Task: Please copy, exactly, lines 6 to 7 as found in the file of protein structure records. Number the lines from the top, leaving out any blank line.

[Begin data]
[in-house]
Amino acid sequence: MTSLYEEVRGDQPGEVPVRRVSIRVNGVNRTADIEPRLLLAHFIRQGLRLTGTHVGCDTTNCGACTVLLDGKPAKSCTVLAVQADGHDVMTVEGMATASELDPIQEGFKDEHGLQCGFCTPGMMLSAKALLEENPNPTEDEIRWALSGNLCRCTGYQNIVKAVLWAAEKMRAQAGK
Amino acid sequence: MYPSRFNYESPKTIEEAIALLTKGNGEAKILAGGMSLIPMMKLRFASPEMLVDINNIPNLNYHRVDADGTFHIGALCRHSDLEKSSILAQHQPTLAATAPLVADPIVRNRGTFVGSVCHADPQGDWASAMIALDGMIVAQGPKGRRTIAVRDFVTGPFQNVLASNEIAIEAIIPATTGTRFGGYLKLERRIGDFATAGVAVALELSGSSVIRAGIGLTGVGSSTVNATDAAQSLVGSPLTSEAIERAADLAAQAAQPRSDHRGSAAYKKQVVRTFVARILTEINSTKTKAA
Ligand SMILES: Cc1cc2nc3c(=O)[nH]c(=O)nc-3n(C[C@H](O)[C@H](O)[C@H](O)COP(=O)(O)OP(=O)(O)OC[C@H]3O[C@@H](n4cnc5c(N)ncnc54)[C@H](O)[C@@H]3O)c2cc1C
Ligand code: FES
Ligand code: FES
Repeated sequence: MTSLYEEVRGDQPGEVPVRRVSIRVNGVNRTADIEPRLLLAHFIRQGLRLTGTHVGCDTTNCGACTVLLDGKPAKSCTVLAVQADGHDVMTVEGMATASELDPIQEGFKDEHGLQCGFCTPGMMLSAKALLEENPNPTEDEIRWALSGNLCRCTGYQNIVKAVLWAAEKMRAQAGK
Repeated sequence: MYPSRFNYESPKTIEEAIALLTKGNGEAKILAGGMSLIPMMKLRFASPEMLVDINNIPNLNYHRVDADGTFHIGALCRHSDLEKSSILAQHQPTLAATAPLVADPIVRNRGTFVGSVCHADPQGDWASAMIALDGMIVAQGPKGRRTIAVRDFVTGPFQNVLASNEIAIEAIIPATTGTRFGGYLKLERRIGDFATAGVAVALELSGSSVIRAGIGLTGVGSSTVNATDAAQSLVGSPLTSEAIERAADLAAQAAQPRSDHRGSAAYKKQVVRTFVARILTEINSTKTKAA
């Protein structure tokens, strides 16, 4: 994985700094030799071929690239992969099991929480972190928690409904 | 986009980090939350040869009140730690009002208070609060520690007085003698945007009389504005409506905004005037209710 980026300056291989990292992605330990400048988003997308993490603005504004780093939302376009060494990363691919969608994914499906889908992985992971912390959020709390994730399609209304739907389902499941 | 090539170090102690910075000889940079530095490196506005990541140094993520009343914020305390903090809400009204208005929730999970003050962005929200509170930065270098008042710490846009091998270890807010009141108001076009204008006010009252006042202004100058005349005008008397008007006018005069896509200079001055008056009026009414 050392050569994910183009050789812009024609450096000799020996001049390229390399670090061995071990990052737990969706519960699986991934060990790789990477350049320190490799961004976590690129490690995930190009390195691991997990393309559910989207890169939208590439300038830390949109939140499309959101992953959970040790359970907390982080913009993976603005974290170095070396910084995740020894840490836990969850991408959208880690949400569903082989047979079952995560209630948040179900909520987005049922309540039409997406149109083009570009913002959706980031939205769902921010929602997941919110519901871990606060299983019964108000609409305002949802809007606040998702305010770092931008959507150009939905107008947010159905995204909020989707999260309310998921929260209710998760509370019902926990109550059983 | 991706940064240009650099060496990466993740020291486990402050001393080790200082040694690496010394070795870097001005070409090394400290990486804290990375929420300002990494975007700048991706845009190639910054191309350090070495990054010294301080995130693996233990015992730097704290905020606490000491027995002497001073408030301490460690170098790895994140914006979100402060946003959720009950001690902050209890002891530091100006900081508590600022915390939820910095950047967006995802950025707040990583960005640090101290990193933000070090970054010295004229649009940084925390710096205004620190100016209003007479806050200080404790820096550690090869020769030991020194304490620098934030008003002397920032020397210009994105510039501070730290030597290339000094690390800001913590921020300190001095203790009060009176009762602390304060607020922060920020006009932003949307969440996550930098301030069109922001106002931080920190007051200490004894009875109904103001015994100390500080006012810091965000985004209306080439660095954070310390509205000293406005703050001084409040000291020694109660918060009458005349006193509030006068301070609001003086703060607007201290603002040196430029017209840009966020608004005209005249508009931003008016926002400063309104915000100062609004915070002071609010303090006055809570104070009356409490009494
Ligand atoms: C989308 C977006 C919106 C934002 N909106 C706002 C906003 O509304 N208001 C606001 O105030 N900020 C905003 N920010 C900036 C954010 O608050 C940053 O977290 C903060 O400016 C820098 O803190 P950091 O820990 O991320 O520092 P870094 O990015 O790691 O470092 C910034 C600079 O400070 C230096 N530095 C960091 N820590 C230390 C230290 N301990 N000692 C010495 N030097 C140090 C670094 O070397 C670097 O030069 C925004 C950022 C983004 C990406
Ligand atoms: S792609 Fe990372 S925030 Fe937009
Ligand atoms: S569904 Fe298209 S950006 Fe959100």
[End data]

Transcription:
Ligand code: FES
Repeated sequence: MTSLYEEVRGDQPGEVPVRRVSIRVNGVNRTADIEPRLLLAHFIRQGLRLTGTHVGCDTTNCGACTVLLDGKPAKSCTVLAVQADGHDVMTVEGMATASELDPIQEGFKDEHGLQCGFCTPGMMLSAKALLEENPNPTEDEIRWALSGNLCRCTGYQNIVKAVLWAAEKMRAQAGK